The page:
By Christopher B. Daly
Today’s Times brings the news that David Carr has joined the chorus of journalists denouncing the journalistic practice known as “quote approval” (which consists, essentially, of allowing your interview subjects to clean up their comments before publication or — in extreme cases — to recast what they said altogether).
All I can say is, welcome aboard this bandwagon.
Carr also blogged about the issue today on the paper’s hard-to-find Media Decoder site, inviting comments and quoting the outspoken Buzz Bissinger.
Here’s my comment: In nearly 20 years at the AP and the Washington Post, I must have quoted hundreds of people, maybe thousands. Based on that experience, I can say that almost no one ever asked for quote approval (and no one got it) and nobody ever said I mis-quoted them. I used a tape recorder, but only rarely. I took notes like mad, and I only ran with those quotes I was sure of. This is not rocket science. And it’s not that I was any kind of paragon. Those were just the rules of the game.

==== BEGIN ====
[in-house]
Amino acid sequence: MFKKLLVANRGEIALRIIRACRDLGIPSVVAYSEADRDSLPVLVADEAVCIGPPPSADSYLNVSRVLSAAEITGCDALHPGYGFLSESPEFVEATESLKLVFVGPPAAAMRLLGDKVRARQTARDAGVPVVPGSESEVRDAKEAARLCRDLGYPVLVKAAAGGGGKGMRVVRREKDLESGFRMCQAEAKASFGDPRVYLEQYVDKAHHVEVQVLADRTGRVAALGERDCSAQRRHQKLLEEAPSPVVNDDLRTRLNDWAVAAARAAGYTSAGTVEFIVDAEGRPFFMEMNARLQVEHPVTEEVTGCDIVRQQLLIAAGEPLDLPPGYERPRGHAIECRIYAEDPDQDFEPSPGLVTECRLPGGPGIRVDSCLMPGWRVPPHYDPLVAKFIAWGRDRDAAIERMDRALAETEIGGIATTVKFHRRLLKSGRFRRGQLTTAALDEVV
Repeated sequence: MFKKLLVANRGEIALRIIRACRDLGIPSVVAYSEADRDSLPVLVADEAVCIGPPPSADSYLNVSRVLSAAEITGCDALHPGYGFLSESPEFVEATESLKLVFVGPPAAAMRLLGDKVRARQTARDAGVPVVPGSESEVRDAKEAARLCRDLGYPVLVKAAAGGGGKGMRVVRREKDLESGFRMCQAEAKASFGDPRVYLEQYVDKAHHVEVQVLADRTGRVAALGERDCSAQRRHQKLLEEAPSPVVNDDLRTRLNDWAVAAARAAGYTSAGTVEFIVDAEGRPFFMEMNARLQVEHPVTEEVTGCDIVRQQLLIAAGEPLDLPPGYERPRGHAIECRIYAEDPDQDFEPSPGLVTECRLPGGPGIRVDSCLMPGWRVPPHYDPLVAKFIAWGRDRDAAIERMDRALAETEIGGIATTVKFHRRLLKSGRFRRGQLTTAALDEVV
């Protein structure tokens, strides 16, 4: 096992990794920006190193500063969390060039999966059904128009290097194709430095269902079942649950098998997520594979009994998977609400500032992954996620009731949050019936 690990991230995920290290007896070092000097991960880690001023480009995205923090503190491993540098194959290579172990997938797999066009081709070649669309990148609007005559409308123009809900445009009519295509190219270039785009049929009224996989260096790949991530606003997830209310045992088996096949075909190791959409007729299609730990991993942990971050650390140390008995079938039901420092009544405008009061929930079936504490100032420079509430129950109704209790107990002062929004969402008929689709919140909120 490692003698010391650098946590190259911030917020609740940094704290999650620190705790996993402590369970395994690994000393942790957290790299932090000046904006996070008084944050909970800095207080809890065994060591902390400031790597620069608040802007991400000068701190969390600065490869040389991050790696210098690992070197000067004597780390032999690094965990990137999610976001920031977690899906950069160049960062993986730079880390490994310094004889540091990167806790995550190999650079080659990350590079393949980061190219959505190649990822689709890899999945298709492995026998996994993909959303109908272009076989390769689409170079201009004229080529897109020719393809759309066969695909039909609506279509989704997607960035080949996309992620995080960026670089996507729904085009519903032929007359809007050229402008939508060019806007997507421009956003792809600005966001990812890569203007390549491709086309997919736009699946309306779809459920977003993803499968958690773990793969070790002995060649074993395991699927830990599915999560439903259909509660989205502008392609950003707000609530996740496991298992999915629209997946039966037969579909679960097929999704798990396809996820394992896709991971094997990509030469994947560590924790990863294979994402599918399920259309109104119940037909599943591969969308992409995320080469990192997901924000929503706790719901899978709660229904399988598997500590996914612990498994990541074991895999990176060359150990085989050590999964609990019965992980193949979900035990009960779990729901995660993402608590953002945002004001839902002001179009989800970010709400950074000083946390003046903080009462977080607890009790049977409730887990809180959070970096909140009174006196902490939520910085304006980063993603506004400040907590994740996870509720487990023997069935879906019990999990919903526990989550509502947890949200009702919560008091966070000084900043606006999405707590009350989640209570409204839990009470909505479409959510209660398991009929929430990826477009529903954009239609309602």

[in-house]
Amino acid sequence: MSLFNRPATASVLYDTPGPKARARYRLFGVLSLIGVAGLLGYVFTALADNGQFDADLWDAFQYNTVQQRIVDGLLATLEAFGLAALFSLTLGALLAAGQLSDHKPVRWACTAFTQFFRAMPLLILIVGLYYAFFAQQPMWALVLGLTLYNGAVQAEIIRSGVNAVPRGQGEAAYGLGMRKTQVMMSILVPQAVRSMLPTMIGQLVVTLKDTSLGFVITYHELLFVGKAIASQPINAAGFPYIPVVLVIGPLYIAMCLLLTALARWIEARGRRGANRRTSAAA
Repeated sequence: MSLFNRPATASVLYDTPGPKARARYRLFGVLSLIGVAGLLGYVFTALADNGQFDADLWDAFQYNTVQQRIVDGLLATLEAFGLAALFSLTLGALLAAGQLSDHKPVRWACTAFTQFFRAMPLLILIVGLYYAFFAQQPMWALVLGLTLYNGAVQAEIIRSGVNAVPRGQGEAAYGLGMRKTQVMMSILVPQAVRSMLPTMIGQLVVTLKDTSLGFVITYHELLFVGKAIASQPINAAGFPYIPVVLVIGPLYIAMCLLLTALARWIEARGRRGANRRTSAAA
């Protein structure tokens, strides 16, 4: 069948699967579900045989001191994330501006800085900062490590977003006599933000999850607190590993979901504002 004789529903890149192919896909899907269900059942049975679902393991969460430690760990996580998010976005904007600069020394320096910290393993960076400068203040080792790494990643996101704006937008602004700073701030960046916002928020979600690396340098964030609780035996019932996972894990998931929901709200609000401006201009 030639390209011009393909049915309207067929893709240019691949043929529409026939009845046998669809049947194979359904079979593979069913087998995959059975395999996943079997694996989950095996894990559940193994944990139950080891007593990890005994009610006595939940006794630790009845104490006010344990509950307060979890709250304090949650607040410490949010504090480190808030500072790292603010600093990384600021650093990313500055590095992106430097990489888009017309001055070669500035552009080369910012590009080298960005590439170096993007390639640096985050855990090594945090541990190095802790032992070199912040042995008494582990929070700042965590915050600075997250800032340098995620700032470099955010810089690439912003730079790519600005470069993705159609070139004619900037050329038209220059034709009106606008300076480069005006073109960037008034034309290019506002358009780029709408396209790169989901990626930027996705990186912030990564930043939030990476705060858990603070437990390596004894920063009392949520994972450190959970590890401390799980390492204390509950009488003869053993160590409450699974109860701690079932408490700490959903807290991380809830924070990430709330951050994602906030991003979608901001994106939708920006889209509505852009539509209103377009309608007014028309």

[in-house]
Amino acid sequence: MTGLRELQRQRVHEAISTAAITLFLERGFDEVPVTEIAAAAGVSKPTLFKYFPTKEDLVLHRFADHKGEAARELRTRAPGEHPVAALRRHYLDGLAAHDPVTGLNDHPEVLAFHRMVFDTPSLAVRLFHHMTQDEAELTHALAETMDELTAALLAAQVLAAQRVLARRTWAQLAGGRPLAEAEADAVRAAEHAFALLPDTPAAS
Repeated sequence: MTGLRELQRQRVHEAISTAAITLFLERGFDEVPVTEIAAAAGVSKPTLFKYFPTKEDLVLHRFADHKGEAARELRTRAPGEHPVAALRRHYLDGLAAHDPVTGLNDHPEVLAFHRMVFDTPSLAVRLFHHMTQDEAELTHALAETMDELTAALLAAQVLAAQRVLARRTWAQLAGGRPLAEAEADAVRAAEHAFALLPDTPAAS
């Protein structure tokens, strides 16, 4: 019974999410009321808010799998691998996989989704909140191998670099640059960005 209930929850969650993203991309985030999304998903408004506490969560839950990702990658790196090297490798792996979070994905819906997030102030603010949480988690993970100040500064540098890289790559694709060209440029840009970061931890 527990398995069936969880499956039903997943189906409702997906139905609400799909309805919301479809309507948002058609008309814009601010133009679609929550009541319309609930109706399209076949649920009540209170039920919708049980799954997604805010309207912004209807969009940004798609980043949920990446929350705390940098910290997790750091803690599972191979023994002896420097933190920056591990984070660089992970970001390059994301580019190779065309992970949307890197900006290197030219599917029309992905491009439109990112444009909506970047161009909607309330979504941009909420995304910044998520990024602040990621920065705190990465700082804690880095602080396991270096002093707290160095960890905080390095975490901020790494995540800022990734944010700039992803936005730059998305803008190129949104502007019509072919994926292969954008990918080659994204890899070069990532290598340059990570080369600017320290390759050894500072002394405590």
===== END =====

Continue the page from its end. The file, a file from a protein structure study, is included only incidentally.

The standard at the AP, but the way, was very clear: Every word that appeared inside quote marks must have been said by that person, in that order, with nothing added or left out.
Call me old-school, but that’s exactly what I expect when I read another journalist’s work. If I’m not getting that, I might as well be reading fiction, or P.R.
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